I met Mohammad when he was sitting across the lunch table from me at my school. We often have visitors, people observing a Montessori school for their training, but they are usually local people. Sometimes they are visiting and speak only English, as I heard Mohammad speak English I immediately asked him about his visit. I was very surprised to learn that he was there to plant a tree and talk to the children about why we need trees. For me this was a great opportunity to have the children connect to larger world through an actual person, someone who is living differently from others, someone who is caring about our environment in a concrete way! I quickly went to get my class and make sure they would be on the playground for the presentation. It was all very last minute and many of the older children were not there, some of the younger ones did not have enough English to understand all that Mohammad said. But 2 of my students were very very interested in him. One who is from Kuwait, was excited just to have someone named Mohammad visit our school, and the other, a Swiss, was fascinated by Mohammad’s tails of traveling the world by bicycle. As I was also interesting in knowing more about Mohammad (I am also a bicyclist) I asked him to come and speak to the children in my English class. Mohammad did return to our school a few weeks later and this time the children had time to prepare interview questions for him. I will attach a copy of the interview that I wrote up for our school newspaper.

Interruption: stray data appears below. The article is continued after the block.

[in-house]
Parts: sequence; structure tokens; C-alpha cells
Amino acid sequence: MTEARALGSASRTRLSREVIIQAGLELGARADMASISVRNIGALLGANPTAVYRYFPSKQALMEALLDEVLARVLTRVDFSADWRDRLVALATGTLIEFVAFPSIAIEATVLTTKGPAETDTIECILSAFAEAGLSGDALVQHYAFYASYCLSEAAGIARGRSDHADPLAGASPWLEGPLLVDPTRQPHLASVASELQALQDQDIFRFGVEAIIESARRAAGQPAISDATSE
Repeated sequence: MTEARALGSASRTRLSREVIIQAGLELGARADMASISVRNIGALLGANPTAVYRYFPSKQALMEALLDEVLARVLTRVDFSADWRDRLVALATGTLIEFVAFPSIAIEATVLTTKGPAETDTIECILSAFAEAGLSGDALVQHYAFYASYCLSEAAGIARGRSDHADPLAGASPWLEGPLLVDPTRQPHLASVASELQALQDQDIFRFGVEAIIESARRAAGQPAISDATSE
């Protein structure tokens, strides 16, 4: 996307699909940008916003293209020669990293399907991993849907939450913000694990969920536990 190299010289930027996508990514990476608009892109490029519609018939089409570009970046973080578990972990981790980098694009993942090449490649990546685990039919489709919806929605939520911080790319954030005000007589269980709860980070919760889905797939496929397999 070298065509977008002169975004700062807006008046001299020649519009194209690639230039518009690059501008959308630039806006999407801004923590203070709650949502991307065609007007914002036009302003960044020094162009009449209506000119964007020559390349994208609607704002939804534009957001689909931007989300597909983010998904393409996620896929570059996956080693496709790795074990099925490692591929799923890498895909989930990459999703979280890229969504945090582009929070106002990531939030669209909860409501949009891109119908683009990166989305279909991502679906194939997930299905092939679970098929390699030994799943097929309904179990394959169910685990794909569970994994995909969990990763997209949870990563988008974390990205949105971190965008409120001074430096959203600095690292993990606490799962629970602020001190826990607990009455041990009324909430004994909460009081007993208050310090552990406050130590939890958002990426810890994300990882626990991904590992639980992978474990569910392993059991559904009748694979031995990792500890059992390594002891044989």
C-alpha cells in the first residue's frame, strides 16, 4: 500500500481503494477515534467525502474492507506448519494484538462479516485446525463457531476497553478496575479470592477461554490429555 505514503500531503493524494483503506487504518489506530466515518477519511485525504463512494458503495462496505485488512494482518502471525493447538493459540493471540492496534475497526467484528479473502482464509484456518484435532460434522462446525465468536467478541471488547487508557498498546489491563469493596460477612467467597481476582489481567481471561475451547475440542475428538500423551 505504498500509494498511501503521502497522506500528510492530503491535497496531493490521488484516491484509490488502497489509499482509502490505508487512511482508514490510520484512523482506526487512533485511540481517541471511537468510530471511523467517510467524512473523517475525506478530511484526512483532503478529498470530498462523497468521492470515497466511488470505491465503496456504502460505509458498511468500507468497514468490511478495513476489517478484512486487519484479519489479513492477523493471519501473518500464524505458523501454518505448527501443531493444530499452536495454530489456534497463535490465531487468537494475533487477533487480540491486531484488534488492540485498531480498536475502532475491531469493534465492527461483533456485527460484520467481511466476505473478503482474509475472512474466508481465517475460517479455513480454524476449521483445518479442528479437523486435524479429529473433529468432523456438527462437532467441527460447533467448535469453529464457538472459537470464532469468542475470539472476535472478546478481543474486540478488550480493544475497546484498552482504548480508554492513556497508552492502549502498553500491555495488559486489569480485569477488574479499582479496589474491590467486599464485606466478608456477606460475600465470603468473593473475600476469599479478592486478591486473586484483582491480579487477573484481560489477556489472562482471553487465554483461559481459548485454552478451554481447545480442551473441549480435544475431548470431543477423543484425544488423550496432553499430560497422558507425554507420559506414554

During this visit Mohammad stayed at my home and I got to know him better. He had some problems with getting his visit renewed. I know how difficult this can be as a foreigner, and I am very aware of the difficulties of being a dark, or poor, visitor. (as I have often been discriminated against as a poor single mom, but I know that being American has made many things easier for me). Anyway I wanted to help Mohammad, and it turns out that I could by putting him in touch with my good friend Amy who lives in Istanbul and could offer him a place to stay while he waited for his visa to be worked out. So our ties became stronger.